By Sean McGrath April 17th, 2014 10:00 AM
The non-descript clock on the conference room wall clicks slowly towards five. From what I’ve heard, the Chancellor is notoriously prompt, as her packed schedule forces her to be. The murmurs from around the room blend together in an indistinguishable tongue; to me, it’s background noise. The sounds I focus on come from within: my beating heart, the surge of adrenaline, the slightly labored breathing. The last time I felt this nervous, I was standing in front of a room filled with eager students for the first time. I struggle to discern my feelings and wonder why my nerves seem to be getting the best of me. I search for an answer and it comes in the form of nineteen nametags lining the perimeter of an ovular table. Mine is number twenty. The Chancellor walks in promptly as expected and it’s then I realize: I’m a part of something really meaningful.
In 2008, then-Chancellor Michelle Rhee created the Chancellor’s Teachers’ Cabinet as a way to “give teachers a stronger voice in shaping the future of DCPS.” Twenty teachers were selected to give the Chancellor feedback about what is and is not working in our schools. This was the first time that DC Public Schools had created an avenue for conversations between the person who, ultimately, makes the decisions that run our school district, and the people who are on the front lines of education.
This innovative idea shattered the barriers between “them” and “us” and strengthened the idea that we are all part of the same community. Among the reasons why teachers express job dissatisfaction is that they feel underappreciated and that they are kept in the dark while major policy decisions that affect their jobs are being made without their input. The pronoun “they” is crucial here. While there are myriad difficulties I face as a middle-school teacher in Washington, D.C., disengagement is not one of them. That’s because in DCPS, I have so many opportunities to have my voice heard and to express my opinions about the present and future of our profession.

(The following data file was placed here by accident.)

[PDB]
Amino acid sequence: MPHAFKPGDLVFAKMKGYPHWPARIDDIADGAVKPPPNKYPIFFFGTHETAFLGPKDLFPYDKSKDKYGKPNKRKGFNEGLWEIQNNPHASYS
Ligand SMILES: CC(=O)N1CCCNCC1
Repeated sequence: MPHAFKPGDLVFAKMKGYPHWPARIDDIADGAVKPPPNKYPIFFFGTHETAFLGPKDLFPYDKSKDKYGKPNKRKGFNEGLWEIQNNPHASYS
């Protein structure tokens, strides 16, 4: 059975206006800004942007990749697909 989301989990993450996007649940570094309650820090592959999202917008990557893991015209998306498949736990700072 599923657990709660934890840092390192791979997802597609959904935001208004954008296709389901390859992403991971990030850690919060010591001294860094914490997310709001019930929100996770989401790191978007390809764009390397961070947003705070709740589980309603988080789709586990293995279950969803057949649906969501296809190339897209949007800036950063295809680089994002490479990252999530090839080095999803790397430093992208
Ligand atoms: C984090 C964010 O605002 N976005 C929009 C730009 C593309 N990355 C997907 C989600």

DCPS recently rolled out a new program called the Leadership Initiatives for Teachers (LIFT). According to Chancellor Henderson, it “aims to guide outstanding teachers on the path to a long, fulfilling career in our district.” Indeed, on page 31 of this guidebook, the Chancellor lays out well over fifty leadership development opportunities for teachers. Among them being the very cabinet where I now sat, admiring the institutional knowledge Chancellor Henderson brings to DCPS.
A typical one-hour session with the Chancellor begins with Chancellor Henderson leading a quick ice-breaker, then telling us about upcoming initiatives or recent happenings within the District as it pertains to education. The last half-hour is dedicated solely to teachers voicing their opinions, concerns, or questions, and receiving honest feedback and earnest responses from someone who is in the position to make big ideas big realities. This cycle, called the feedback loop by Charles Duhigg, author of the transformational book, The Power of Habit, is important, because it breeds innovation and collaboration among teachers, but it also fosters a sense of dedication both to the profession and to the District. A teacher sitting across from me at the table listened intently to Chancellor Henderson as she responded to his query about the increased funding next year for middle schools. When it was his turn to speak, he cleared his throat, sat up straight, and summed up my experience in the cabinet thus far, “Kaya, the reason why I love these meetings is because I get straight, honest feedback and I know you are doing all you can for our students. I trust you.”